We saved the best for last. After dessert, we headed for the wine tasting booths. As you sample Tuscany’s quality wines at the festival, you’ll enjoy listening to merchants discuss the history behind the wine. For 5 Euros each (about $7.00), you can purchase a festival wine glass, a glass holder (a small red sack with a strap that goes around your neck to hold your glass while you taste Tuscany’s breads, cheeses and olive oils) and coupons for four glasses of wine. Stroll from booth to booth savoring sips of Tuscany’s best red wines produced locally, including Florence and Siena’s Chianti Classico wines.

There’s Plenty to Do in Tuscany…While you’re visiting Montespertoli’s wine festival; keep in mind that the town is close to key historic cities in Tuscany. Time permitting, you may want to tour the towers of San Gimignano ( , study the Renaissance paintings, sculptures and architecture of Florence (, and explore Siena’s ( Piazza del Campo’s ring of medieval palaces.

If you can’t make it to Montespertoli in the May-June timeframe for their Chianti Wine Festival, don’t despair. The town hosts a number of festivals throughout the year including a home-made pasta festival in August, a beer festival in September, a new wine festival in early November, and a olive oil festival in mid-November.

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7 Easy Ways to Discover the Secrets of the Arizona-Sonora Desert

Have you ever imagined what a day in the desert would be like? Picture a mountain lion stretching after a morning nap. Envision wandering past furry teddy-bear cholla cactus or organpipe cactus flourishing under the hot sun. Imagine stepping down into a man-made limestone cave and examining a velvet blue azurite or specs of gold. If you’re planning a trip to Tucson, Arizona, you’ll have an opportunity to do this and so much more. Treat yourself to wildlife action, intriguing vegetation, and the beauty of limestone caves and regional minerals at the Arizona-Sonora Desert Museum located fourteen miles west of Tucson.

Created in 1952 as a private, non-profit, natural history educational institution, the Arizona-Sonora Desert Museum’s objective was to help visitors understand the plants, animals and land that make up the Sonoran Desert. Here you’ll have an opportunity to observe over 1200 species of plants and 300 species of animals living in their natural habitats, as well as a superb collection of regional minerals and gemstones.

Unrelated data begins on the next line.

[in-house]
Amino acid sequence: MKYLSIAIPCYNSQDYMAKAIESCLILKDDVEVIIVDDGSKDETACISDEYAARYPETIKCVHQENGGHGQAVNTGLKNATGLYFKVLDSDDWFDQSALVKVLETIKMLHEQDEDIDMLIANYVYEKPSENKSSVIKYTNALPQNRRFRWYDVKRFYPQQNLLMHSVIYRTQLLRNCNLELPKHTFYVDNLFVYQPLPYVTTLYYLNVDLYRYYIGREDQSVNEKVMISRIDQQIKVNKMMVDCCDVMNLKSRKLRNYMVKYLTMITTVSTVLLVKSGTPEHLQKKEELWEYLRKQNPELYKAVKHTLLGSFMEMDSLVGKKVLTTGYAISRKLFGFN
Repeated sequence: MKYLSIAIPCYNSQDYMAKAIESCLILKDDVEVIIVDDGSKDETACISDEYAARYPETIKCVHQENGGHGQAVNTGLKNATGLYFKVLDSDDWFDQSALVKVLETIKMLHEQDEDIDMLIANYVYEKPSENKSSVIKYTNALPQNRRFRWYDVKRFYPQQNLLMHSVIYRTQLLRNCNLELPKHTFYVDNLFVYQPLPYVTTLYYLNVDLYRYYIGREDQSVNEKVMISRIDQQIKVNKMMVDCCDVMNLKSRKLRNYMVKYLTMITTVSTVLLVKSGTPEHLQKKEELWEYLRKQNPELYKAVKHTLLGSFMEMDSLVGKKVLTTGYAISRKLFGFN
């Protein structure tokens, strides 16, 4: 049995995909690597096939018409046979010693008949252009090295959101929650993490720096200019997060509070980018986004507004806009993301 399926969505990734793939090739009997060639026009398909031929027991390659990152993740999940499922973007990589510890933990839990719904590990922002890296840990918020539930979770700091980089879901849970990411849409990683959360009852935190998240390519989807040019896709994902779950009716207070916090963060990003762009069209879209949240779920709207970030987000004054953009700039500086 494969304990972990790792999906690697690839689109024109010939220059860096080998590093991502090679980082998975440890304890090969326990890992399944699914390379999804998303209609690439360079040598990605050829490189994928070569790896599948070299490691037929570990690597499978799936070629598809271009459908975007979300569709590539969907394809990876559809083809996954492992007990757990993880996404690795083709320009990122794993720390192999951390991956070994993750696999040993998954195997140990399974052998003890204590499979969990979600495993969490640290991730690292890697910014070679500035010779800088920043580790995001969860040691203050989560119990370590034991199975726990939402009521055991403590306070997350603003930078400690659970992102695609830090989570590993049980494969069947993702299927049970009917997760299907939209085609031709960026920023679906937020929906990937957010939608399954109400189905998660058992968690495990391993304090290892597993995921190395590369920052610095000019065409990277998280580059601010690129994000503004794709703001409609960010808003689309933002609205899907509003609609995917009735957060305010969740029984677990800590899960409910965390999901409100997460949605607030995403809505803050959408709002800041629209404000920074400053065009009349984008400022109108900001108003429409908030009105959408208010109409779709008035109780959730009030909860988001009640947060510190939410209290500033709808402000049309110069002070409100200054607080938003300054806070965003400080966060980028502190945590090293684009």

Before you begin your outing to the Arizona-Sonora Desert Museum, I have a couple of suggestions that might make your visit a little more enjoyable. First, there are over 2 miles of outdoor paths, so make sure you’re wearing your favorite walking shoes, a hat and sunscreen. Second, as you enter the museum grab their self-guiding tour map which will help you move around the grounds efficiently and understand what you’re looking at. You could easily spend two or three days exploring the museum’s 21 acres of desert grasslands; mountain habitats; cactus, desert and pollination gardens; aviaries; and mineral exhibits. But if you only have a day to spare, here are 7 key desert museum sights you won’t want to miss.
Reptiles and Invertebrates
A view of a venomous Mohave rattlesnake slithering over a rock greets you as you venture into the reptiles and invertebrates section of the desert museum. Close by you might catch a glimpse of a Western Diamondback rattlesnake coiled between two rocks or a Rosy Boa slinking its way around a cactus. If you’re lucky, you’ll spot the poisonous Mexican Beaded Lizard, one of only two venomous lizards in the world. (The other is the slow moving pink and black Gila Monster). Don’t miss the Desert Tarantula crawling across rocks and twigs. Museum monsters, snakes, scorpions, lizards and tarantulas are all safely behind glass so you can sneak a peek as close to the window as you dare.

Vista Ramada and the Overlook
As you head over to the Earth Sciences Center, take in a stunning sight of the Avra and Altar Valleys that separate the mountain ranges at the Vista Ramada and the Overlook. If it’s a clear day you might be able to see west across the Tohono O’odham Indian Reservation and south to the Mexican Border.

Earth Sciences Center
At the Earth Sciences Center, you’ll descend into a credible artificial limestone cave, complete with stalagmites, stalactites and pools. If you want to experience a true cave experience, a side tunnel (designed with kids in mind), takes you 75 feet through low ceilings, tight passageways and jagged paths. Once you’re back on even footing, you’ll discover a large screen filled with erupting volcanoes describing the birth of our world. Next up is the one of a kind regional mineral and gemstone collection. Examine gold from the Santa Rita Mountains in Arizona, or the pearly luster of Smithsonite from Arizona’s Glove Mine.

Mountain Woodland
Continue your visit counterclockwise and you’ll arrive at Mountain Woodland, a recreated habitat where you’ll discover animals and plants found in many nearby mountain ranges surrounded by the Sonoma Desert. In addition to the mountain lion, you may get to see white-tailed deer, Mexican wolves, cougars and the thick-billed parrots. Nesting only in the hollows of large, dead pine trees, the thick-billed parrots depend on pine seed crop for food. Along the outdoor path you’ll pass colorful cacti including the prickly pear cactus, and perhaps grab a bit of shade under a Mesquite tree.